Here’s Why You Should Never Discount Your Fees.

From time to time the dental world turns its attention towards the topic of discounting the dentistry that dentists do.

For patients.

And I find this a really weird and unnecessary topic.

Why the heck, once you’ve set your fees for your Dental Office, do you need to adjust them downwards?


I can’t see one logical reason for doing so.

And I see so many illogical reasons for trying to justify this stupid human weakness in behaviour.

Here’s my take:

I stopped discounting my fees pretty well the day I bought and began owning my own practice.

In January 1987.

And as you know, the rest is history.

From 1987 to 2007 and then onwards to 2014, I built a high fee, high collection dental practice in working class western Sydney by offering exemplary care and service.

With no discounts.

To average, everyday people.

And I was adamant that the word “discount” and the word “dentistry” should never be used together, or ever be used in the same sentence.

Some will say, “why do you need to charge such high prices?”

Some will say, “why are your fees so high?”

And I will say:

“Why are your fees so low?”

After five to seven years of University education, why are you working at an hourly rate lower than a roofer or a plumber?

Because after that length of time, you’re in debt.

Student debt.

And you’re trying to repay it.

Debts up to a quarter of a million dollars!!!

And you then start to discount your fees?

You start giving money away?


And then there are practice loans.

And set up costs…

Surely your fees for your services should reflect your bank and finance interest rates?

When I bought my practice in 1987, the interest rates on my business loans were 20%, but they soon rose to be as high as 28.5% at the height of the “recession we had to have”.

Oh glory days!

“Take me back to the good old days”, said no-one ever.

And sure some will say you can work a longer career and still make the same money in the end.

But what if you cannot?

What if you get touched on the head with the arthritis stick or the cancer stick and your career is cut short?

What if you have to cut back your clinical time to care for a sick spouse, parent, or child?

All those supposedly needy people who you discounted your fees to won’t be reaching into their pockets to help you out and help your family out at this time of need.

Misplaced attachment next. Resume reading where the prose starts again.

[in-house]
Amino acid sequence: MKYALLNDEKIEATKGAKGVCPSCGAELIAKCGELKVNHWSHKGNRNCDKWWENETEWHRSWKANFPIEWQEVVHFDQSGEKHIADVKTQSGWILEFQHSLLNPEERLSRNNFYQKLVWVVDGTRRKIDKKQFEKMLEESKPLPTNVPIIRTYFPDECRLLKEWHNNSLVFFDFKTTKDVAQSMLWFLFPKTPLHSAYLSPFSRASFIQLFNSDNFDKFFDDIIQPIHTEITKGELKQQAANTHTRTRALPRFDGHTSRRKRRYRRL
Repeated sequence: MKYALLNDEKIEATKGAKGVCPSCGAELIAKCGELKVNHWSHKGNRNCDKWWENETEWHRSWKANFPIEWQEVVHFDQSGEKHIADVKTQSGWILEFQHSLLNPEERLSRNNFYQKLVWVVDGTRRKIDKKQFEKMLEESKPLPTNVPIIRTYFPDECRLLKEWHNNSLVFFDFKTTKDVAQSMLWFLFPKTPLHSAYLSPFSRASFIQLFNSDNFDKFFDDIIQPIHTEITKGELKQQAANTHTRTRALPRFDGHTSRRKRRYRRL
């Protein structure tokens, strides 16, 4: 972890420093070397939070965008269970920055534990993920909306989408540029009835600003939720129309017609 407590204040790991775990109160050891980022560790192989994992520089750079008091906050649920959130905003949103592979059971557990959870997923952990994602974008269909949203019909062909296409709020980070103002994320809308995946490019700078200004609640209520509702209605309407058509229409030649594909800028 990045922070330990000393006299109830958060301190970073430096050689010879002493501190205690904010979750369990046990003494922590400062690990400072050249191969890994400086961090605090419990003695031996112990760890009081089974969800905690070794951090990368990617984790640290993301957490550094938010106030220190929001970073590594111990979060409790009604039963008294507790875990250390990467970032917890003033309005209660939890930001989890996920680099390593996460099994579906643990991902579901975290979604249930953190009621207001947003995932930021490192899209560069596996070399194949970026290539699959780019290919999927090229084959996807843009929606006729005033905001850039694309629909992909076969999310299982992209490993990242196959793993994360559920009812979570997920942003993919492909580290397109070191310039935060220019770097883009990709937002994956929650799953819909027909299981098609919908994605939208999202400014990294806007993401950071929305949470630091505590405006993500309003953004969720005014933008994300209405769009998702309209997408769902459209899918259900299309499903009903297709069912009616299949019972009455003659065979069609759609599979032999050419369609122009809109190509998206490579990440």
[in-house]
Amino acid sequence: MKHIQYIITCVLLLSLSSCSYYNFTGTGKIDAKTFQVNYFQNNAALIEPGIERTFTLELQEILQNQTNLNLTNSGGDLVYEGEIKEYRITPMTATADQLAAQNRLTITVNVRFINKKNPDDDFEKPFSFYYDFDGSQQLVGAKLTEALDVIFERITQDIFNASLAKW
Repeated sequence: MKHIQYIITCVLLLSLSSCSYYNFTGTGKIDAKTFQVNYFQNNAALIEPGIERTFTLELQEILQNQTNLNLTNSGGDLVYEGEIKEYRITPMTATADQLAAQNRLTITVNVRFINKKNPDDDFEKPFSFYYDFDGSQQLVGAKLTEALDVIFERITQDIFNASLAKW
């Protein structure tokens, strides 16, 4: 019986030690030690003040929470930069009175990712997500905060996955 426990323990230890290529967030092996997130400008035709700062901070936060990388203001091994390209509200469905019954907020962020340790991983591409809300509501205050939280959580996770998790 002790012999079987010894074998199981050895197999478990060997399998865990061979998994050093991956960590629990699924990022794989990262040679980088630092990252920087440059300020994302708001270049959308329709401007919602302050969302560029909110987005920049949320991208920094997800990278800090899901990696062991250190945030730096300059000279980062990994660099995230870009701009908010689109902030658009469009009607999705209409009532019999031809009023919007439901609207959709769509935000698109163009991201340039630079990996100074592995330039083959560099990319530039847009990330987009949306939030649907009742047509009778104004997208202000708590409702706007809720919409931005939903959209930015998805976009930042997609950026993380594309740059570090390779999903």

As I gently kept increasing my fees to keep up with the high inflation rates we experienced, I was surprised at how many patients still kept coming to my practice, despite me having significantly higher fees than my neighbouring dentists.

And they still kept coming, despite having to compete with two multi-chair, multi-dentist health fund clinics located within 500 metres walk from my practice.

Whenever a patient asked why other dentists charged lower fees than I did I simply looked the patient in the eye and said:

“Every dentist knows what his work is worth…”

Nowadays, as a consultant, I see dentists offering discounts to patients without even being asked for the discount.

And I don’t know why that is?

Sometimes the patients that get the discounts do not need the discounts.

They live well, eat well and vacation well…

Do you know whether they are truly needy?

Sometimes they might blow your generosity on tattoos, cigarettes, alcohol and pokies?

Who knows?

I did not know…

Now, don’t get me wrong….

I am not a heartless capitalist.

During my career I happily made healthy donations to charities supporting cancer research, homelessness, and mental health issues.

Along with donations to the ATO and the OSR as well.

But I knew “the value of a quid” and I wanted to make sure I maintained respect for that value.

And I did that by not giving money away to any Tom, Dick, or Harry who just happened to have a dental issue….

So let’s do the math:

If you discount $5.00 per patient…

With twenty patients that’s $100.00 per day…

Which becomes $500.00 per week

Which becomes $25,000.00 in a year…

Which ends up being $1,000,000.00 over a lifetime…

Even if you used that $25,000.00 per year to employ one extra person in your office to create greater efficiencies, or to create better service for your patients, your ROI on that twenty five thousand would more than probably be 5:1 or another $5,000,000.00 in collections over your working lifetime…

[based on the principle that practice salaries are twenty percent of collections].

And you could be a lot more benevolent with that income than with the original $5.00 per patient…


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